In which ways can we express aspects of identity? Clothing – which clothes will we choose to express our: Gender Ethnicity Class Post-modernism Hair – length, colour, texture Gender – short hair on women? On men? Ethnicity – cover hair, cut it? Rebellion? Conformity and fashion? Tattoos and piercings – sign of the outcast? Working class? Unfeminine? Post-modern or tribal? Personal Possessions – how do women use their mobile phones – as security, as fashion accessory? How do men listen to music? Language – what is considered ladylike in terms of language? If you want to be seen as male what vocabulary should you use with mates?
Cunningham and Lab go on to note that clothing reflects one’s personality or group identity, i.e. gender, role, occupation, economic status and political beliefs. They note that identities vis-à-vis cultural rites such as marriage, graduation etc. are also reflected in one’s clothing.
It is through the active use of various props, costumes and artifacts that one announces to the world around them who they are and how they wish to be seen.
Goffman who has pointed to this in his analysis of front and back region performances. The back region is where one arranges their dress and the various props that will be used in a particular presentation of self.
Key analysis of fashion done by Georg Simmel.
Two social tendencies - to belong to a group and to be individual - fashion does both.
Displays, through fashion and possession, can be basis of inclusion and exclusion.
Exclusion caused by being late to acquire a fashionable accessory. Fashion is a balancing between these two. If one is too far in front or too far behind the popular taste then they are out of fashion.
Notion of anti – fashion – but that in itself is a reaction to fashion
With most fashion items, the visual aspect is their main function. However, the mobile telephone also has an audible dimension that can be incorporated into one’s display, indeed one need not even be physically present to indicate to others that they now own a mobile telephone.one can communicate and coordinate activities with others in the group
Comments from various interviews included the following:
Eskild (13): It is not fun to have the worst [mobile telephone] on the market you know.
Inger (17): I have a real ugly Bosch telephone . . . it’s so big and awkward.
Nina (18): It is . . . about how it looks and its size. Often it is the small cute mobile telephones that have the most status, at any rate that is how I experience it.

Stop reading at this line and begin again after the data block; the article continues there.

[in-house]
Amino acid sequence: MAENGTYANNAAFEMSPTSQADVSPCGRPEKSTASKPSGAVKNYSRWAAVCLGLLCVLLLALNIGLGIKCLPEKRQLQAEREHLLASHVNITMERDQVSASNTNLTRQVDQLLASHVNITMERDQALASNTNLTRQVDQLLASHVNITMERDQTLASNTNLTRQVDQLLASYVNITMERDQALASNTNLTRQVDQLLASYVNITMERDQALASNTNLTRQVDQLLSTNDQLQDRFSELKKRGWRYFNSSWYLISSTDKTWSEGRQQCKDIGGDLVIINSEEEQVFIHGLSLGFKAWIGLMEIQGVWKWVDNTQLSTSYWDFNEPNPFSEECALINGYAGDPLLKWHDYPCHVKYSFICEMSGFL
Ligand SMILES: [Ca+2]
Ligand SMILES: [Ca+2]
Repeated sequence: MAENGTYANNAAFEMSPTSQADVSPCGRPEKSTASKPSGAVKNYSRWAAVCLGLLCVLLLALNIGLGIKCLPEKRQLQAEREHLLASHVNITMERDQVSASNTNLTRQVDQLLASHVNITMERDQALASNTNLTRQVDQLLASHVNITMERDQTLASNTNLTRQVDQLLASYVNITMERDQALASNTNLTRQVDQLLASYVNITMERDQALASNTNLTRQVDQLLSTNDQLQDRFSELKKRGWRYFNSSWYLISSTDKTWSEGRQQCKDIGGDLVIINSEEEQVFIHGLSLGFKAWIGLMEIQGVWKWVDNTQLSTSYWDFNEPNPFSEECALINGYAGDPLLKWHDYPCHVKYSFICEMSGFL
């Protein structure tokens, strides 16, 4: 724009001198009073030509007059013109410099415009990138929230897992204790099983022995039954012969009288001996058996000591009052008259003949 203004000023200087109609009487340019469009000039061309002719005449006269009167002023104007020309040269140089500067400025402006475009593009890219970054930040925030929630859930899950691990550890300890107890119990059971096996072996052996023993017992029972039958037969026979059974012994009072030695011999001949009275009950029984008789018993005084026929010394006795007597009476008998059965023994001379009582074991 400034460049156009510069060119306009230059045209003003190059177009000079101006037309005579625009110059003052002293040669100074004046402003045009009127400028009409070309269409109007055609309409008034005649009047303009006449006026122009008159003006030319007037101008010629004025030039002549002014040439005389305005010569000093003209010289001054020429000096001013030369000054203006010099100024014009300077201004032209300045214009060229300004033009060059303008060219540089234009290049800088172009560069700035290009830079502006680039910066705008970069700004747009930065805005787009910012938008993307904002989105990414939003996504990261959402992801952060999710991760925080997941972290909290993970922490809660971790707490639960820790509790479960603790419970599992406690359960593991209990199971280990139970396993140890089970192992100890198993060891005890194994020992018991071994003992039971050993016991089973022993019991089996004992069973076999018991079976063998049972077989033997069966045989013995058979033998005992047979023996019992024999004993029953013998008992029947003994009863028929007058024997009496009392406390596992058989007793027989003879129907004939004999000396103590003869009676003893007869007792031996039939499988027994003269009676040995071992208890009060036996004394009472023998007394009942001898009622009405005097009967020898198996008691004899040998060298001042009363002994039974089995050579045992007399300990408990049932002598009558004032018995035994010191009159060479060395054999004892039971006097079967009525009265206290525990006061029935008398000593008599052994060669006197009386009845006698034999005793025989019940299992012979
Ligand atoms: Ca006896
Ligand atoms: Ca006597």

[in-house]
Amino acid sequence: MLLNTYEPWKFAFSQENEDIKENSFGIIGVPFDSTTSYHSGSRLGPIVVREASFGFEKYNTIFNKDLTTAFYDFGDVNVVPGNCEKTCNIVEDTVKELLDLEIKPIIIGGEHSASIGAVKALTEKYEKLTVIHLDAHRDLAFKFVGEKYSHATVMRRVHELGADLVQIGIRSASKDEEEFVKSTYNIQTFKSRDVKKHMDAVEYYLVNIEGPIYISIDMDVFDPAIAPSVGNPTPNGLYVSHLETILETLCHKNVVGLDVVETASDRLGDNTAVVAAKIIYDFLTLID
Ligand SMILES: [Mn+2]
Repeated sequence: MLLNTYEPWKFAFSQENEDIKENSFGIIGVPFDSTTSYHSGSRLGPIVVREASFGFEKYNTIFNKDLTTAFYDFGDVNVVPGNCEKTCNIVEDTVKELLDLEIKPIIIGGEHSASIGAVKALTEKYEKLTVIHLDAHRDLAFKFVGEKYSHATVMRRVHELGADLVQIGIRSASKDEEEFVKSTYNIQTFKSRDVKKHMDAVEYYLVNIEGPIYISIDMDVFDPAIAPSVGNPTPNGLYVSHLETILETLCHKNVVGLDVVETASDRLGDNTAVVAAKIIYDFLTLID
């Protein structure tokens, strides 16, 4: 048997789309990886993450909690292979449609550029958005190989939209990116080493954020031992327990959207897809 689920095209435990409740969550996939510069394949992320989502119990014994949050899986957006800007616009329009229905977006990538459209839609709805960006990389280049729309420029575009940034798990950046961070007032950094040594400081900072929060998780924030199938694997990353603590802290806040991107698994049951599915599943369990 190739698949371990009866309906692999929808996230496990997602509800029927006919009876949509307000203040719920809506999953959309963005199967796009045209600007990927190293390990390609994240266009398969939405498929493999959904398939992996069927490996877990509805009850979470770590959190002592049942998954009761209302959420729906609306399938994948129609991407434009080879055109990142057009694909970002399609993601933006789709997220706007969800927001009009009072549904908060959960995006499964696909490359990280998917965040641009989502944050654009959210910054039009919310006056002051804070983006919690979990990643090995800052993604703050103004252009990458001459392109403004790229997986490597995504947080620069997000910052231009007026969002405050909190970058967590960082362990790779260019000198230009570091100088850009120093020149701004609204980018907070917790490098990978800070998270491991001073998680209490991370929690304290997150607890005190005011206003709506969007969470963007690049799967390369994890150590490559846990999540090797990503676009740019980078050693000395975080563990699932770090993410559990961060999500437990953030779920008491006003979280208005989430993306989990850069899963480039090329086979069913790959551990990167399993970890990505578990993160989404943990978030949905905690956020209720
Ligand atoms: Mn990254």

Teens have developed notions of how one should display a mobile telephone. The best strategy according to these teens is to have the telephone in your pocket or in your bag. additional decoration are an aspect of display. One informant, Nina (18) said: “I think that at any rate that it looks dumb when people have a lot of sunflowers or dinosaurs on their telephone. That is really childish.”
Importance of peer group acceptance (with reference to mobile phones
Beyond the simple labeling of others as dumb or tacky, the use of the language enforces a type of group identity and the boundary between the in and the out groups.
Sullivan (1953) noted that the peer group is a necessary area for the development of the socialized adult. The peer group provides the adolescent with a relatively bounded situation where, none-the-less, they can exercise certain forms of control and also participate in group decision making among equals.
One’s peers provide self-esteem, reciprocal self-disclosure, emotional support, advice and information. They provide the ability for one to be vulnerable among equals, sensitive to the needs of others and generally, perhaps for the first time, to acquire insight into social interaction outside of the family.
Importance of peer group acceptance (with reference to mobile phones) continued
These groups are largely protective of their members. They draw a symbolic boundary around themselves and resist the intrusion of others. This is seen in the development of what Fine calls idioculture and that may include a whole system of nicknames, jokes, styles of clothing, songs, artifacts etc (1987, 126). While there is support in the peer group, there is also teasing, gossip and infighting.
The peer culture’s influence is also somewhat selective. While it has profound influence on the selection of certain cultural items such as slang and clothing, parents and the adult world are influential in areas such as career choices (Brittian 1963).
One of the activities of the peer group is the informal establishment of codes of dress consumption patterns and in their orientation (Hogan 1985, 2). It may well be that there is a greater need for identification than for distinction within the adolescent peer group.